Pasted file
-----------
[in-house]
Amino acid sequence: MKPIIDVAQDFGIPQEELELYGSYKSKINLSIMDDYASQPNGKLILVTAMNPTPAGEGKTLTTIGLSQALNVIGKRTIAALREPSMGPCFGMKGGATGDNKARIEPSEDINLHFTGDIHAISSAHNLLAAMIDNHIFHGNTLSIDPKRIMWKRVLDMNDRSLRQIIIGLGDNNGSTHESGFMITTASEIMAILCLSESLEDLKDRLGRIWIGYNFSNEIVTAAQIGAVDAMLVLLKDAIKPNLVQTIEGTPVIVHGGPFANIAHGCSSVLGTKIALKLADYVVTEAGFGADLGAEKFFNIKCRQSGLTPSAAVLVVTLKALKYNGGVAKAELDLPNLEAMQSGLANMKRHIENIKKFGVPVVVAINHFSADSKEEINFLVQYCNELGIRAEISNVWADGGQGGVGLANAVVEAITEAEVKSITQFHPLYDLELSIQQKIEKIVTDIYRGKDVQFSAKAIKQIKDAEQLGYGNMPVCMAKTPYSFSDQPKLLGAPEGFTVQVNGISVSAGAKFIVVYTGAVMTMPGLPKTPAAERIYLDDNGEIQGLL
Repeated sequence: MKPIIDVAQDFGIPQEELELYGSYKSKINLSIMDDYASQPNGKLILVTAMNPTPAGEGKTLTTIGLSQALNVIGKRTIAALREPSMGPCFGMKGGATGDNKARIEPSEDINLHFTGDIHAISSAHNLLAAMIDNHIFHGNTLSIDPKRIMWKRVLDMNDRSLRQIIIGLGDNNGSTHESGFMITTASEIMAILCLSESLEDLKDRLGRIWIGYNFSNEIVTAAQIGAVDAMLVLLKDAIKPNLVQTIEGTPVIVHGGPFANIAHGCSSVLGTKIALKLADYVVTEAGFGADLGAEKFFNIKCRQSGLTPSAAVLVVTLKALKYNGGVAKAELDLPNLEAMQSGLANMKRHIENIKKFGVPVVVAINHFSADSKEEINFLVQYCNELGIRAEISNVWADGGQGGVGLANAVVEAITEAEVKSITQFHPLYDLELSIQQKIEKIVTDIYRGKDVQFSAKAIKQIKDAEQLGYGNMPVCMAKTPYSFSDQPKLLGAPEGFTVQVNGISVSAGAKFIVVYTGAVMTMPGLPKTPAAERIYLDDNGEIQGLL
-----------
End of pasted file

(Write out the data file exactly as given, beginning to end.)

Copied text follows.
[in-house]
Amino acid sequence: MKPIIDVAQDFGIPQEELELYGSYKSKINLSIMDDYASQPNGKLILVTAMNPTPAGEGKTLTTIGLSQALNVIGKRTIAALREPSMGPCFGMKGGATGDNKARIEPSEDINLHFTGDIHAISSAHNLLAAMIDNHIFHGNTLSIDPKRIMWKRVLDMNDRSLRQIIIGLGDNNGSTHESGFMITTASEIMAILCLSESLEDLKDRLGRIWIGYNFSNEIVTAAQIGAVDAMLVLLKDAIKPNLVQTIEGTPVIVHGGPFANIAHGCSSVLGTKIALKLADYVVTEAGFGADLGAEKFFNIKCRQSGLTPSAAVLVVTLKALKYNGGVAKAELDLPNLEAMQSGLANMKRHIENIKKFGVPVVVAINHFSADSKEEINFLVQYCNELGIRAEISNVWADGGQGGVGLANAVVEAITEAEVKSITQFHPLYDLELSIQQKIEKIVTDIYRGKDVQFSAKAIKQIKDAEQLGYGNMPVCMAKTPYSFSDQPKLLGAPEGFTVQVNGISVSAGAKFIVVYTGAVMTMPGLPKTPAAERIYLDDNGEIQGLL
Repeated sequence: MKPIIDVAQDFGIPQEELELYGSYKSKINLSIMDDYASQPNGKLILVTAMNPTPAGEGKTLTTIGLSQALNVIGKRTIAALREPSMGPCFGMKGGATGDNKARIEPSEDINLHFTGDIHAISSAHNLLAAMIDNHIFHGNTLSIDPKRIMWKRVLDMNDRSLRQIIIGLGDNNGSTHESGFMITTASEIMAILCLSESLEDLKDRLGRIWIGYNFSNEIVTAAQIGAVDAMLVLLKDAIKPNLVQTIEGTPVIVHGGPFANIAHGCSSVLGTKIALKLADYVVTEAGFGADLGAEKFFNIKCRQSGLTPSAAVLVVTLKALKYNGGVAKAELDLPNLEAMQSGLANMKRHIENIKKFGVPVVVAINHFSADSKEEINFLVQYCNELGIRAEISNVWADGGQGGVGLANAVVEAITEAEVKSITQFHPLYDLELSIQQKIEKIVTDIYRGKDVQFSAKAIKQIKDAEQLGYGNMPVCMAKTPYSFSDQPKLLGAPEGFTVQVNGISVSAGAKFIVVYTGAVMTMPGLPKTPAAERIYLDDNGEIQGLL